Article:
Think your way to a better performance!
Looking to gain that extra edge on your sporting performance? Trying to calm that temper? Or hold back those nerves?
Trying to train your players more efficiently? and help them deal better in match situations?
Then this is the place for you! Brain SPEC is the product of Mark Simpson. A table tennis player himself he is using his experiences and what he has learned from his sport psychology training to help you enhance your own or your players' performances!
Wednesday, 28 August 2013
Paying attention to the correct signals
In sport sometimes it seems as though one person has "so much time on the ball" or "reads the game" particularly well. People often believe this to be a natural talent some players have more than others. Whether that is true or not is a long debate for another day. However, one very important thing to take away is that this is something that can be trained and improved.
What actually happens in these people is not that they aware of EVERYTHING around them (though it may seem that way). What they are better at is selecting quickly and effectively what they need to be aware of and pay attention to and what they can ignore. This tends to come more and more with experience. However "come with experience" is just another way of saying "learning through playing." This is not the effective, targeted training that is aimed for in the idea of deliberate practice and used on other aspects such as technique.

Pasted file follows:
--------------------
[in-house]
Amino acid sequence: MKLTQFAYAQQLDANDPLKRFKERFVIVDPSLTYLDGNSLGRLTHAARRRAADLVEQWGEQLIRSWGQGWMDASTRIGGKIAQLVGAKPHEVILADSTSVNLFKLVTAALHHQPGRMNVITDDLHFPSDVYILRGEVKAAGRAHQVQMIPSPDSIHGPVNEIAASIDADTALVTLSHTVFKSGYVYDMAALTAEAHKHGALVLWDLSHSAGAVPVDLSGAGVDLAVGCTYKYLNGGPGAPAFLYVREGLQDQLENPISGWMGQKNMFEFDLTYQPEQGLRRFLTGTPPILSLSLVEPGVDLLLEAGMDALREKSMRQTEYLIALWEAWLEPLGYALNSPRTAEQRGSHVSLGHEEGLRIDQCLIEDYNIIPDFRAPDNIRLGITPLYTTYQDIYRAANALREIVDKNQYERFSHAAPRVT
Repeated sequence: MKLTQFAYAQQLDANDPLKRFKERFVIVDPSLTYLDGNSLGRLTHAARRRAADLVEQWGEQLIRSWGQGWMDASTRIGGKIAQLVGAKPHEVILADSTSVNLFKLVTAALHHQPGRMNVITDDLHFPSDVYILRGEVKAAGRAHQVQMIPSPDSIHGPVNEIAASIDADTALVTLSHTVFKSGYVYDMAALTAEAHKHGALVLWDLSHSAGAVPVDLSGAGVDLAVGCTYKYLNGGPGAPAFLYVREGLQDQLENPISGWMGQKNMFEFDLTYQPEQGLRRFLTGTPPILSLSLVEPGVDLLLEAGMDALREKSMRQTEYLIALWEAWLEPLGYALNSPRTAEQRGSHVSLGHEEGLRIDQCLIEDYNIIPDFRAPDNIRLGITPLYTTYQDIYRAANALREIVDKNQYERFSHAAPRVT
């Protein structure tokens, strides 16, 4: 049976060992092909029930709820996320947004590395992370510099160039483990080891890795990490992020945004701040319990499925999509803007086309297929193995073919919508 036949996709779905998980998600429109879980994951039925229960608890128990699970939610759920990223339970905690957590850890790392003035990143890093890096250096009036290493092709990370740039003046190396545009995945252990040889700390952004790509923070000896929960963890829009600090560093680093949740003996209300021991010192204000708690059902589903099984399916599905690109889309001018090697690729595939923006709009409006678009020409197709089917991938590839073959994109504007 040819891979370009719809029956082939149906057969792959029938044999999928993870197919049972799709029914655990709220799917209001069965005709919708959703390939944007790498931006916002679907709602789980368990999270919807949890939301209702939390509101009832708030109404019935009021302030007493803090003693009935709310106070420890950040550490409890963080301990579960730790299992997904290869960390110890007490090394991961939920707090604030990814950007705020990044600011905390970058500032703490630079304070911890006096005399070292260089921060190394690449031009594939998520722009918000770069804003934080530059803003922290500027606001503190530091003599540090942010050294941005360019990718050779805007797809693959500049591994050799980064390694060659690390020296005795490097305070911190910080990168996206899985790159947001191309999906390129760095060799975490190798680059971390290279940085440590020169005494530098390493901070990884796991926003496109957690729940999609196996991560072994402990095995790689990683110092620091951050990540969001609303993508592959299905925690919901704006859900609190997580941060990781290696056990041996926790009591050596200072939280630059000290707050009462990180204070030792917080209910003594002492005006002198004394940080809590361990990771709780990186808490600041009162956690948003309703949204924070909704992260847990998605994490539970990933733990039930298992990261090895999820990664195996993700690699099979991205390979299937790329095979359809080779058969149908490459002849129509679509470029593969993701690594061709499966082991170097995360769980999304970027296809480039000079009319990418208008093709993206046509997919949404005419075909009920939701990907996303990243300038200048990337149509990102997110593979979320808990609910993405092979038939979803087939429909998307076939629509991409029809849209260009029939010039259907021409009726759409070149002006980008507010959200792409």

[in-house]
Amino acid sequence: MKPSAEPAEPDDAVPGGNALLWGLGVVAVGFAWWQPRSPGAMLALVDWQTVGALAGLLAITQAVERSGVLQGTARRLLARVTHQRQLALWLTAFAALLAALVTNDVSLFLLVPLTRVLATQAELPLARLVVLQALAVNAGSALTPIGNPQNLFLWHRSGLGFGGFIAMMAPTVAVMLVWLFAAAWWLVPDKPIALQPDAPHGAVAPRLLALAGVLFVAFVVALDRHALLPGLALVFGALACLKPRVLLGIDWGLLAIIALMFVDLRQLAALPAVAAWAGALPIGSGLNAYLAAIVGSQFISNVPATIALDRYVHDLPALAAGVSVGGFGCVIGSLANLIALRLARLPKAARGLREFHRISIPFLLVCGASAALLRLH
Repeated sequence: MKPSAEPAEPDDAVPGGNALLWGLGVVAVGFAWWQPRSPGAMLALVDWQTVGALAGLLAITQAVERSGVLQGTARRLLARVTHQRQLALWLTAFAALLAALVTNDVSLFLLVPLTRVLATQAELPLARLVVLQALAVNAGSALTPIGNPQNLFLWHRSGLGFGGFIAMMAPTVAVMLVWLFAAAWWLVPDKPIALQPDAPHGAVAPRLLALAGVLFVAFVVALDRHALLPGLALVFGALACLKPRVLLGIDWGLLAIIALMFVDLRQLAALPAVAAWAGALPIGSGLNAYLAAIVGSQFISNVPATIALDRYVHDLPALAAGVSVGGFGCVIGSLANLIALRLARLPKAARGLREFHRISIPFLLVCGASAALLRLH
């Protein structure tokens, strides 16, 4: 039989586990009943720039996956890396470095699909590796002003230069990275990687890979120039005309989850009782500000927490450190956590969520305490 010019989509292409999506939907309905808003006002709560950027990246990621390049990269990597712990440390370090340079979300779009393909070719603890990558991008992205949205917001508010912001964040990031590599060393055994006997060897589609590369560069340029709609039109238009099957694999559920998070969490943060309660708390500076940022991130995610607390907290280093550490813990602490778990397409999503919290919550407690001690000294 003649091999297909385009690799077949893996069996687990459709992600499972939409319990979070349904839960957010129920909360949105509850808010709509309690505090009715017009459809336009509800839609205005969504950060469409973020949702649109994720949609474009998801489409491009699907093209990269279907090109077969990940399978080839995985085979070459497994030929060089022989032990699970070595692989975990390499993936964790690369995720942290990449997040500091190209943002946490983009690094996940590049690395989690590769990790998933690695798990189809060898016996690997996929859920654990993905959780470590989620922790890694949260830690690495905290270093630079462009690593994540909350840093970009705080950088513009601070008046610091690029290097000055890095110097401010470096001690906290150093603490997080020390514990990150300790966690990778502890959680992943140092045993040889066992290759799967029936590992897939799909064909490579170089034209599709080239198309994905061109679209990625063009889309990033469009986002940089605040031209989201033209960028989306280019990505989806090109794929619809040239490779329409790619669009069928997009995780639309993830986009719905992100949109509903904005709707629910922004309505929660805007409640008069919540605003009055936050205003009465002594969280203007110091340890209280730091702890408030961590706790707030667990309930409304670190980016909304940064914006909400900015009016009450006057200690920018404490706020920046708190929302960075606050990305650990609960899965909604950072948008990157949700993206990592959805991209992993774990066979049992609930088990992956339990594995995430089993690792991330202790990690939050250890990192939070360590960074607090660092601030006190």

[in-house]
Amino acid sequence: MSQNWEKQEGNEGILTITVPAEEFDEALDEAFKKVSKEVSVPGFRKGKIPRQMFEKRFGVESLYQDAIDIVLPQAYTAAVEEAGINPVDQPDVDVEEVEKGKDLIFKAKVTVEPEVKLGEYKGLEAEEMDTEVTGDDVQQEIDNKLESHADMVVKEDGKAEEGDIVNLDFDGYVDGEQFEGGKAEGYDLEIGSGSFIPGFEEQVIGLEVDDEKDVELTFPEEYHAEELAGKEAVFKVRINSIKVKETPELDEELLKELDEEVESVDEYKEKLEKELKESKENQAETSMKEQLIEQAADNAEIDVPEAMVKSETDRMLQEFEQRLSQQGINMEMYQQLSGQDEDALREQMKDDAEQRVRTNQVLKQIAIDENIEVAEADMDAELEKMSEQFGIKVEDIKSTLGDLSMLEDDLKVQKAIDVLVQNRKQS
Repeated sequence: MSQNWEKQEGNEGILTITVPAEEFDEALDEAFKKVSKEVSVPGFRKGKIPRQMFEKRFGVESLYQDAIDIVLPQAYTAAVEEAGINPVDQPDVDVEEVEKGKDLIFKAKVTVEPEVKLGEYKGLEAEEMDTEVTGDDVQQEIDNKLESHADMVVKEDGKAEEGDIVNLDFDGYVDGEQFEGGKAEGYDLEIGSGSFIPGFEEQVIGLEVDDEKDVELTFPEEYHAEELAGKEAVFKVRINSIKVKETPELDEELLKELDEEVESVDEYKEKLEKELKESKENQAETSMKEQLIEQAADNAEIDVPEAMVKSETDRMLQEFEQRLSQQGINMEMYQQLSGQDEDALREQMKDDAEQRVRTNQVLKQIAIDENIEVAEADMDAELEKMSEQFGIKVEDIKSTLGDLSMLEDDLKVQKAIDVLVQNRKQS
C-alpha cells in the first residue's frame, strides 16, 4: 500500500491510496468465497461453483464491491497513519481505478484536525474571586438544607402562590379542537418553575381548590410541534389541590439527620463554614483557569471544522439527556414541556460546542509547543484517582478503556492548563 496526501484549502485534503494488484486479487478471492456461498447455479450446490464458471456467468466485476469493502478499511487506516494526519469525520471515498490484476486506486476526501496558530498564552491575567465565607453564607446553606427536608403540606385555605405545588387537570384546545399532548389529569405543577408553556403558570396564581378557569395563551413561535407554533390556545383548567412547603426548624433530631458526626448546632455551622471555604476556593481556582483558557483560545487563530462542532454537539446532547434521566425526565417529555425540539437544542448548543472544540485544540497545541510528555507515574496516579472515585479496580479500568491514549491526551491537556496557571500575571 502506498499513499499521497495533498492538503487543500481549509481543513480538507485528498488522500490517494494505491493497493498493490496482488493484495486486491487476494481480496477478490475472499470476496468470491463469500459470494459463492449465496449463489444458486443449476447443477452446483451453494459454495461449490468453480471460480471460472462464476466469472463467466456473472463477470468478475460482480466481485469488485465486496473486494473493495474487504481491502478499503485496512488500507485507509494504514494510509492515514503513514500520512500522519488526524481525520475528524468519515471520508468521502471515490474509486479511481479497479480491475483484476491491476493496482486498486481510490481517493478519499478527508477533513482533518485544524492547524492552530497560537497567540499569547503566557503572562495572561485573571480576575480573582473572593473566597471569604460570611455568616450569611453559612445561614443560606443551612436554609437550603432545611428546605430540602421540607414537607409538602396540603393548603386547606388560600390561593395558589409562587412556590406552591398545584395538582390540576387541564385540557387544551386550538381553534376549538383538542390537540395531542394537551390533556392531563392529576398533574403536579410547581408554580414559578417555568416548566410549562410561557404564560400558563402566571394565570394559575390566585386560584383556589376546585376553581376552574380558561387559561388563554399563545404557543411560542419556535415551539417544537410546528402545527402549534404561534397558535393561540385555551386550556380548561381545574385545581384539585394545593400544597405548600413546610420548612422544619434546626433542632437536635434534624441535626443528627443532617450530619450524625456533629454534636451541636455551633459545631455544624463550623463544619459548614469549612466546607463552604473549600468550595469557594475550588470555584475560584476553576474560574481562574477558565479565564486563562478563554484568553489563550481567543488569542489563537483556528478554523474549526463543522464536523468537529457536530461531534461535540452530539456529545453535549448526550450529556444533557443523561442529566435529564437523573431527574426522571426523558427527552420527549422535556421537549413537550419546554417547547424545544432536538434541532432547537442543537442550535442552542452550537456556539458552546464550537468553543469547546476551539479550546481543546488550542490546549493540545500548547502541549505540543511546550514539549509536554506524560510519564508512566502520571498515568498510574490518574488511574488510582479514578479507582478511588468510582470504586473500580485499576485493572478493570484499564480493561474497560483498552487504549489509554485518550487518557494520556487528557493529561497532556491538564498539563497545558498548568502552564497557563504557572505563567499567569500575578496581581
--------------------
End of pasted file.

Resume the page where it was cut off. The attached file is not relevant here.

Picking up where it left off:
So, how can we train this in a more targeted way?
One good way is to video a situation from their point of view and replay it. I will take the example here from table tennis, since it is the sport I am most familiar with technically but it can be used in most sports.
When returning a shot the player has a very short time to "read" the direction, speed, spin etc of the opponents shot. This knowledge can be gathered by paying attention to certain things such as the bat angle and the body position of the opponent. Filming the shot and replaying it back over and over can give them that experience even if they are not able to be at a table.
However changing things up a bit can speed up the learning.
Slice the video so it only shows a small part of the shot, and then have the player guess the outcome of the shot (i.e. the placement and spin). Then importantly give them immediate feedback. This can be done by playing the video through to see the outcome.
If a player is particularly struggling you can slow down the video to give them more time to pay attention to the correct signals without it being TOO difficult. Then as they improve you can speed it up again. You can even go to a video quicker than normal speed in order to speed up the time in which they need to, and then hopefully learn to, pay attention to the signals and make a decision.
Another way make it more difficult you can also shorten the video to smaller and smaller parts of the shot so they have less and less information that they can use to make a decision.